My rock bottom was a suicide attempt. I honestly didn’t think I could stop. I had tried everything. A few years earlier, I became addicted to opiates. That was the first time I couldn’t stop something on my own. I was told at an early age never to do drugs. At 23, I tried my first.
Ecstasy. All the depression and anxiety I had suffered from most of my life melted away. Sweet relief. That opened the door wide. So prior to the opiate problem, I had taken many different drugs, for prolonged periods of time, and when I reached a point that I felt like things were getting out of control, I was always able to stop, without help. But this was different. I wanted to stop, and absolutely couldn’t.
So I broke down and sought help.
I found a counselor, told him my story, and he recommended an outpatient program he was familiar with which was run by the head psychiatrist at the local hospital, who specialized in addiction. He wanted to put me on Suboxone, but told me that I had to go through full withdrawal before he’d write me a prescription. Later I would learn that Suboxone is not only used as an opiate blocker, but to ease the withdrawal symptoms. Addiction specialist? This guy almost killed me. Going cold turkey off opiates is almost indescribable. It felt like my muscles were being ripped from my bones. Horrible stuff. Anyway, I made it through the week of hell, started the Suboxone, and met with the outpatient group 5 days a week. They funneled us into the local NA groups, and I started seeing a psychiatrist who could prescribe be the Suboxone, and help me figure out what the hell was wrong with me. She put me on antidepressants and Xanax. I saw her once a week for over 3 years. (Never once did she suggest that I might be an addict.) I dropped out of the outpatient program about a week before it was officially over. The woman who ran it was aggressive and kind of rude, and I was already on the Suboxone and seeing a psychiatrist so why did I need to anyway? I had the opiates under control. I never had any problem getting off anything before the opiates, so clearly I wasn’t an addict. I did keep going to the NA meetings though. At some point, I started drinking alcohol. I mean, it’s legal, and they sell it in every convenience store and grocery store everywhere, so it can’t be that bad, right? My problem was with opiates! Progressively I was drinking more and more. I talked to my psychiatrist about being worried about alcohol now. I couldn’t seem to control it anymore. She put me on another medication that was supposed to lower the craving for alcohol. It did nothing. I remember in the NA meetings hearing “jails, institutions, and death.” I came really close to achieving all 3.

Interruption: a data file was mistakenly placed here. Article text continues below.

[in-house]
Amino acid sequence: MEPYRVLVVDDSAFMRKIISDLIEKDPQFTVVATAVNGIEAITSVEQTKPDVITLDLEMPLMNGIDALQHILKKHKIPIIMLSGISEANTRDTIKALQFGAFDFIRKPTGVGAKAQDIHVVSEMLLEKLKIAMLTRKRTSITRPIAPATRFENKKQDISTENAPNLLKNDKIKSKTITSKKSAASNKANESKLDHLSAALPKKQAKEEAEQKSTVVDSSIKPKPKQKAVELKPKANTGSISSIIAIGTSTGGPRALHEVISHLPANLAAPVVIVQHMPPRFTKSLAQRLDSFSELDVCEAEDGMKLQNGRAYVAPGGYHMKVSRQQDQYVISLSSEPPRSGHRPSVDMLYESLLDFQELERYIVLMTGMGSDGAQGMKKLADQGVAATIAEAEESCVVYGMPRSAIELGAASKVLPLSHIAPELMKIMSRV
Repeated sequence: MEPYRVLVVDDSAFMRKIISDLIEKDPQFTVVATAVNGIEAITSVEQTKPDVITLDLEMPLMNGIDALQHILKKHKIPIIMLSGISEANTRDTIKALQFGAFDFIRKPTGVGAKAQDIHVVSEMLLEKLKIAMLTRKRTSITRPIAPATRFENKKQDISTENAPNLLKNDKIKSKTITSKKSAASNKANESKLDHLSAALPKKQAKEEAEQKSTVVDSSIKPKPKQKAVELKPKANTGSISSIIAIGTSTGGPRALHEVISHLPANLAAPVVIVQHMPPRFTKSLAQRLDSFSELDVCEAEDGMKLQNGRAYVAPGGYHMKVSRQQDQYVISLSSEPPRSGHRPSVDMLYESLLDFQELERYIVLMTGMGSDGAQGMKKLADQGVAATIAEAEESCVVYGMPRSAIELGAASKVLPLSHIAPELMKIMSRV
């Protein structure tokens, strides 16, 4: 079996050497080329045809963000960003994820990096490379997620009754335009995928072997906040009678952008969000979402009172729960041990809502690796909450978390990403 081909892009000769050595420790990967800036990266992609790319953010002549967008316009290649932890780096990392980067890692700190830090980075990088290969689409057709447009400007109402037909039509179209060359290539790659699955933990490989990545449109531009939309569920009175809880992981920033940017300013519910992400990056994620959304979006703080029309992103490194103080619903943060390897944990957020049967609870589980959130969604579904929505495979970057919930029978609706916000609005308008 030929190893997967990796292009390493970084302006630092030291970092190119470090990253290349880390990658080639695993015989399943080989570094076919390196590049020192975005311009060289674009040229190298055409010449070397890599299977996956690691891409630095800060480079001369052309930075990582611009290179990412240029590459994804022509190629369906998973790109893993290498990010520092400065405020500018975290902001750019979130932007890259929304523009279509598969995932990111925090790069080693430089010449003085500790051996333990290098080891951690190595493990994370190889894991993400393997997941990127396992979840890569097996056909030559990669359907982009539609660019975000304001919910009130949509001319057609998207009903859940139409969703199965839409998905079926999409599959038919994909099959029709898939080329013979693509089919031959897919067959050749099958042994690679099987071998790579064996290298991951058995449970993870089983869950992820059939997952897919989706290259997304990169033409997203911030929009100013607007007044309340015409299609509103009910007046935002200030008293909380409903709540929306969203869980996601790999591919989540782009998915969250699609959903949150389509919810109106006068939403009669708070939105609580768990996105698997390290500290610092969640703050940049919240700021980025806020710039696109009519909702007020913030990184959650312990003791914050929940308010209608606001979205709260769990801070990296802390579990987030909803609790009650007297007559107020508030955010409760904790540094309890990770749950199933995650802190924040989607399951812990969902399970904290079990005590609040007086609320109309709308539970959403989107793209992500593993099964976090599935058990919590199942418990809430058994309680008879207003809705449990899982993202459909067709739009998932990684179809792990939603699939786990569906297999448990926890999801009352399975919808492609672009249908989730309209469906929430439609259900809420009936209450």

I ended up in jail for 3 days…
(Road rage incident. I didn’t like drinking around my kids, so I drove drunk a LOT. It really is a miracle I never wound up with a DUI.) I remember being in jail for the first time in my life, terrified, at 39, thinking “you have got to stop this. Look at where you are. I am never going to drink again. That lasted about 3 days. That was in June of ‘09. Then in mid December I was Institutionalized for 3 days. “You have got to stop!” I told myself. Again. I got out, and 2 days later, I thought “just one. I can have just one.”
I don’t remember the day, but it was a few days after Christmas ‘09, I decided that the best option for me was to end my life.